How to Split a Theory: Defending Selective Realism and Convergence without Proximity
Author: Harker, David
Source: British Journal for the Philosophy of Science, Volume 64, Number 1, 13 March 2013 , pp. 79-106(28)
Publisher: Oxford University Press
Abstract:The most influential arguments for scientific realism remain centrally concerned with an inference from scientific success to the approximate truth of successful theories. Recently, however, and in response to antirealists' objections from radical discontinuity within the history of science, the arguments have been refined. Rather than target entire theories, realists narrow their commitments to only certain parts of theories. Despite an initial plausibility, the selective realist strategy faces significant challenges. In this article, I outline four prerequisites for a successful selective realist defence and argue that adopting a comparative sense of success both satisfies those requirements and partially in consequence provides a more compelling, albeit more modest, realist thesis. <list list-type="simple">1Introduction2Requisites for a Selective Realist Defence3Success, Progress, and a New Selective Realist Thesis<list list-type="simple">3.1A new way for realists to think about scientific success3.2Distinguishing two realist commitments3.3A new selective realist thesis3.4For convergence and against relying on explanatory virtues4Requisites for a Selective Realist Defence Revisited5Historical Sketches<list list-type="simple">5.1Optical aether theories5.2Phlogiston theory5.3Darwin, Galton, and Weissmann on generation and inheritance5.4Stability across theory change6Conclusions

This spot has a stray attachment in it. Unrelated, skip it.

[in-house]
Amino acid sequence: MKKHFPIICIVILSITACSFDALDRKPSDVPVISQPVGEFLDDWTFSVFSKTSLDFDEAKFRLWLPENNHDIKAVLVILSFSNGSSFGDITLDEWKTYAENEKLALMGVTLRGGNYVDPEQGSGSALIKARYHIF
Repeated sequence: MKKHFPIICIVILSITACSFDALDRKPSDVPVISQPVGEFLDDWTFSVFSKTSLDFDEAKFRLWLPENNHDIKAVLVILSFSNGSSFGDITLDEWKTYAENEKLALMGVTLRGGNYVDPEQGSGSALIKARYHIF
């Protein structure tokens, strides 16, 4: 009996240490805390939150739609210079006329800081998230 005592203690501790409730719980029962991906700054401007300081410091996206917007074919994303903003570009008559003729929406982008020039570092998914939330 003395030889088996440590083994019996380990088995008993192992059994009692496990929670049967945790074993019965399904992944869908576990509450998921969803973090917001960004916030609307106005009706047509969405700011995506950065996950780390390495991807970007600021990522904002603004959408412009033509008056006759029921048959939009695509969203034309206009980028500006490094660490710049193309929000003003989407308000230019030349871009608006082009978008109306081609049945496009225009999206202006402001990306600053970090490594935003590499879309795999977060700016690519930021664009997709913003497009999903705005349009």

Document Type: Research article
Publication date: 2013-03-13
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